Before the Kalachakra in Bodhgaya the boys had had classes only in the mornings and then had played in the afternoons. But after the Kalachakra Lama Yeshe had them working in the gardens in the afternoons, instead of just making noise. Gardening included lugging water up from the spring, an endless and arduous task but exactly what they would have been doing had they stayed in Solu Khumbu. Lama did not want them to waste any time. Now they had fresh milk, and Lama Pasang built a chicken coop so they could have eggs, too.

The Mount Everest Centre population was constantly changing as new boys arrived and others left. They included Sherpas, a few Tibetans, and Manangis, boys from the Manang Valley, which lies close to the Tibetan border north of Pokhara. At one stage there were more Manangis at Kopan than Sherpas, but over time many of these left.

Everyone on the hill knew that Lama Yeshe took a nap every afternoon after lunch. “For his heart,” they said. It was also the only privacy he could count on during the day. “One day when we were all making a lot of noise in front of the office after lunch, he came down and went whack! whack! whack! getting three boys at a time with his big bamboo stick,” said Michael Losang Yeshe. “We were always told to keep quiet at that time. Once an urgent message arrived after lunch and some boys were sent to his room. When they opened the door and peeked in he wasn’t asleep at all, but sitting up surrounded by texts, studying.”

Although this time after lunch was generally called Lama Yeshe’s “rest time,” his students came to know in later years that this was actually Lama’s daily meditation time, when he meditated on the clear light. Some years later, Lama Zopa Rinpoche reminisced, “After lunch each day Lama usually went to rest for one or two hours. Wherever Lama was, in the West or in the East, Lama tried to take time to rest. In the beginning I didn’t realize what Lama was doing and thought it was just like our sleep; then gradually I felt that it was actually a meditation session. In the general view, Lama was continuing to meditate on clear light in order to develop that realization. People who didn’t know that Lama was a great hidden yogi, a great tantric practitioner, might believe that what Lama calls “rest” or “sleep” is the same as an ordinary person’s sleep.”

Mummy Max was perfectly cast in her role. Whenever her Jeep was seen coming up the hill, word flew around, “Mummy’s coming! Mummy’s coming!” The boys would rush to meet her in the courtyard, knowing that she would have a treat for them.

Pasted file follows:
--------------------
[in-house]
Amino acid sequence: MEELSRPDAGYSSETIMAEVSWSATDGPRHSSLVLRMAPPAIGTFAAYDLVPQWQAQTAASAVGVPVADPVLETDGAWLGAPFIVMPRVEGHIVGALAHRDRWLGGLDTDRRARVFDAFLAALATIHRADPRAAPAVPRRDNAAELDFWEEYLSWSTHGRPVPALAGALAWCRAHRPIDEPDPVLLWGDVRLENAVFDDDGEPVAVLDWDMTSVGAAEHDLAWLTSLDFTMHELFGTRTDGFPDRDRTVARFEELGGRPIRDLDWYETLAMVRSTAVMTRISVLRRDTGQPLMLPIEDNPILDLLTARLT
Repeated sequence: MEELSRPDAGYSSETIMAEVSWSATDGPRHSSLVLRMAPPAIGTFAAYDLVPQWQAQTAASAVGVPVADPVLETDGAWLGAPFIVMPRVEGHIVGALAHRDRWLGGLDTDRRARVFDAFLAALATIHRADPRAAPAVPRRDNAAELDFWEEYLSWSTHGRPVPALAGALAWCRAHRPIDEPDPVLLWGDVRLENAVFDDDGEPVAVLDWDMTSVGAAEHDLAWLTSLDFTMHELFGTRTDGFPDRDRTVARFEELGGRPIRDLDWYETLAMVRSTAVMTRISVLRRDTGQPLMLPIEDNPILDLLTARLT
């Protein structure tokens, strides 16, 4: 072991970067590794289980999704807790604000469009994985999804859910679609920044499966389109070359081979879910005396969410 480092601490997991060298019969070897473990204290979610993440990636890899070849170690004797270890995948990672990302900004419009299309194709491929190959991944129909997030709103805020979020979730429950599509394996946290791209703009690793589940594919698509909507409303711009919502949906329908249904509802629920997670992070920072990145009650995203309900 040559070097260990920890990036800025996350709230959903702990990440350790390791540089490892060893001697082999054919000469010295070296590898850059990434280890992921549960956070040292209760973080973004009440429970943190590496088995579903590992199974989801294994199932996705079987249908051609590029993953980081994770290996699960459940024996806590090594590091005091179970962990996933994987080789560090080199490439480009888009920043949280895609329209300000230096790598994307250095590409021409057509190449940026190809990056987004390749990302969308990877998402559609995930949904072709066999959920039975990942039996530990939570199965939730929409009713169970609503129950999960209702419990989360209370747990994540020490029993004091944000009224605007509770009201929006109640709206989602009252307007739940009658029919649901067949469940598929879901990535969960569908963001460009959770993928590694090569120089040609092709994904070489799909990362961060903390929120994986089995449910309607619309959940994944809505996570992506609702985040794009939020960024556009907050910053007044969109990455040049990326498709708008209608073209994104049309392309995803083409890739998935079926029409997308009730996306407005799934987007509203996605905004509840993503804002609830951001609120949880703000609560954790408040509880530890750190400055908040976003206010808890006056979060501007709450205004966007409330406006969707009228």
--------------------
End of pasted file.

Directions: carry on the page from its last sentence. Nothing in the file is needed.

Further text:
Their first picnic with Max was like a trip to another planet. “She sent two beautiful clean buses from Lincoln School for us,” said Michael Losang Yeshe. “We had never seen anything like them in our lives and couldn’t believe they were for us to ride in. Lama Yeshe came, too. We went to Parphing, two hours away, and had a picnic on a nice big open plateau. Mummy had paper cups and paper napkins for us. We had never touched anything like paper cups…and napkins!”

 

Parphing, located southwest of Kathmandu city in the hills surrounding the valley close to the Hindu pilgrimage site of Dakshinkali, is a popular and very sacred Buddhist pilgrimage site. There are many temples, shrines, and holy places in and around Parphing, many of which are connected to various female Buddhist deities, just as Dakshinkali is devoted to the wrathful female Hindu deity, Kali. It is said that many women saints and meditators practiced nearby.

In Parphing is an important Vajrayogini temple, built in the eleventh century, which is where many Vajrayogini lineage holders and realized practitioners did retreat and gained realizations over the centuries. The great mahasiddha Naropa himself resided there not long after the temple was built. In the eighth century, long before Naropa’s time, the great Guru Padmasambhava had stayed in Parphing for some time after leaving Tibet. There, together with his consort Sakyadevi, he attained enlightenment while retreating in Langlesho cave, high on the hillside there. One day when Padmasambhava exited the cave in an exalted state of mind, he placed his hand against the rock face of the mountain and left a miraculous handprint impressed forever in the stone, which can still be seen today.

On a hillside at Parphing, close to a spring, several bas-relief images of Tara are clearly visible in a rock, some of their features more clearly formed than others. They are said to be self-emanating—emerging from the rock by their own power. In the 1970s there was only one Tara image, but one by one new Tara images have been gradually appearing in the rock next to that spring.